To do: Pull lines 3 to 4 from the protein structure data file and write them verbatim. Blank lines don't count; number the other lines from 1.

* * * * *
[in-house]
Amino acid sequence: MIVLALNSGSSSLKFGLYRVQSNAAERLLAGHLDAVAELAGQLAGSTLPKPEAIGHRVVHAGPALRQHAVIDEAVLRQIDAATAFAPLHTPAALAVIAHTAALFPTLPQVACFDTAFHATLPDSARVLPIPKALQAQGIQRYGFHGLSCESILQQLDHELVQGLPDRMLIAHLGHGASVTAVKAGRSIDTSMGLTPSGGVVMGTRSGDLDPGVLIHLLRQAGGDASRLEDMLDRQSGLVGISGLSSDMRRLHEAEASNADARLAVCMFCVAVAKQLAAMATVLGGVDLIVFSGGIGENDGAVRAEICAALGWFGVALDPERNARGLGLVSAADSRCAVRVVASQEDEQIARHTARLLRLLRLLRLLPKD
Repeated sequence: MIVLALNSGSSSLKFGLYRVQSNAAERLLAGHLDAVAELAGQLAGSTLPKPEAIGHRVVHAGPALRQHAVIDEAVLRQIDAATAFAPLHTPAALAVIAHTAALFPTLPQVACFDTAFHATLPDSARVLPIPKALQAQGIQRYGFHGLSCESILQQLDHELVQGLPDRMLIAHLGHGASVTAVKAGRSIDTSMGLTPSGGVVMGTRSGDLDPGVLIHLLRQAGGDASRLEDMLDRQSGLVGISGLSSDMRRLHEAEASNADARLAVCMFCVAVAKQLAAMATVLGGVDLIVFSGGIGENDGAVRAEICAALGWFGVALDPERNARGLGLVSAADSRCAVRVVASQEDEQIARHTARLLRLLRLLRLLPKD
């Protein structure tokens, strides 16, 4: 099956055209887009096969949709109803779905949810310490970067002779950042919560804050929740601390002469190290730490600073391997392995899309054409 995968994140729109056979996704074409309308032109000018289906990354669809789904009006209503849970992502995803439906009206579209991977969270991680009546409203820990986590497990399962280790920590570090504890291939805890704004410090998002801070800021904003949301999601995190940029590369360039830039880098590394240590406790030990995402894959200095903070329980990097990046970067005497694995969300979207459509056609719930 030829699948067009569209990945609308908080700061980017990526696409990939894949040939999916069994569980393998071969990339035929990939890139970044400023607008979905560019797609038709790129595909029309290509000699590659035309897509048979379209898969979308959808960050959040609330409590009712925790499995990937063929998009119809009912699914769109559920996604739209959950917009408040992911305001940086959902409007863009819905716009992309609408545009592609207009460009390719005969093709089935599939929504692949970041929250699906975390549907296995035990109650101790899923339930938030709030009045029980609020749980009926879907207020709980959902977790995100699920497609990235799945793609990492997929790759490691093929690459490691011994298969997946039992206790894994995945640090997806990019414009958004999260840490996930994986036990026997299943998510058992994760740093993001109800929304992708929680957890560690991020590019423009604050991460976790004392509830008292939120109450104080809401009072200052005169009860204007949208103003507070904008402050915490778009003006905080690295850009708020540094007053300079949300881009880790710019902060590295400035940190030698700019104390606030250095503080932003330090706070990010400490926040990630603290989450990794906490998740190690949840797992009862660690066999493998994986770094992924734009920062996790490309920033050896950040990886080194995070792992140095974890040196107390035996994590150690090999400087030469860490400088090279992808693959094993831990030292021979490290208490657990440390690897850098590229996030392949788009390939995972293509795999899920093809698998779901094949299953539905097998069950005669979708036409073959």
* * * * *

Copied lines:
Repeated sequence: MIVLALNSGSSSLKFGLYRVQSNAAERLLAGHLDAVAELAGQLAGSTLPKPEAIGHRVVHAGPALRQHAVIDEAVLRQIDAATAFAPLHTPAALAVIAHTAALFPTLPQVACFDTAFHATLPDSARVLPIPKALQAQGIQRYGFHGLSCESILQQLDHELVQGLPDRMLIAHLGHGASVTAVKAGRSIDTSMGLTPSGGVVMGTRSGDLDPGVLIHLLRQAGGDASRLEDMLDRQSGLVGISGLSSDMRRLHEAEASNADARLAVCMFCVAVAKQLAAMATVLGGVDLIVFSGGIGENDGAVRAEICAALGWFGVALDPERNARGLGLVSAADSRCAVRVVASQEDEQIARHTARLLRLLRLLRLLPKD
């Protein structure tokens, strides 16, 4: 099956055209887009096969949709109803779905949810310490970067002779950042919560804050929740601390002469190290730490600073391997392995899309054409 995968994140729109056979996704074409309308032109000018289906990354669809789904009006209503849970992502995803439906009206579209991977969270991680009546409203820990986590497990399962280790920590570090504890291939805890704004410090998002801070800021904003949301999601995190940029590369360039830039880098590394240590406790030990995402894959200095903070329980990097990046970067005497694995969300979207459509056609719930 030829699948067009569209990945609308908080700061980017990526696409990939894949040939999916069994569980393998071969990339035929990939890139970044400023607008979905560019797609038709790129595909029309290509000699590659035309897509048979379209898969979308959808960050959040609330409590009712925790499995990937063929998009119809009912699914769109559920996604739209959950917009408040992911305001940086959902409007863009819905716009992309609408545009592609207009460009390719005969093709089935599939929504692949970041929250699906975390549907296995035990109650101790899923339930938030709030009045029980609020749980009926879907207020709980959902977790995100699920497609990235799945793609990492997929790759490691093929690459490691011994298969997946039992206790894994995945640090997806990019414009958004999260840490996930994986036990026997299943998510058992994760740093993001109800929304992708929680957890560690991020590019423009604050991460976790004392509830008292939120109450104080809401009072200052005169009860204007949208103003507070904008402050915490778009003006905080690295850009708020540094007053300079949300881009880790710019902060590295400035940190030698700019104390606030250095503080932003330090706070990010400490926040990630603290989450990794906490998740190690949840797992009862660690066999493998994986770094992924734009920062996790490309920033050896950040990886080194995070792992140095974890040196107390035996994590150690090999400087030469860490400088090279992808693959094993831990030292021979490290208490657990440390690897850098590229996030392949788009390939995972293509795999899920093809698998779901094949299953539905097998069950005669979708036409073959």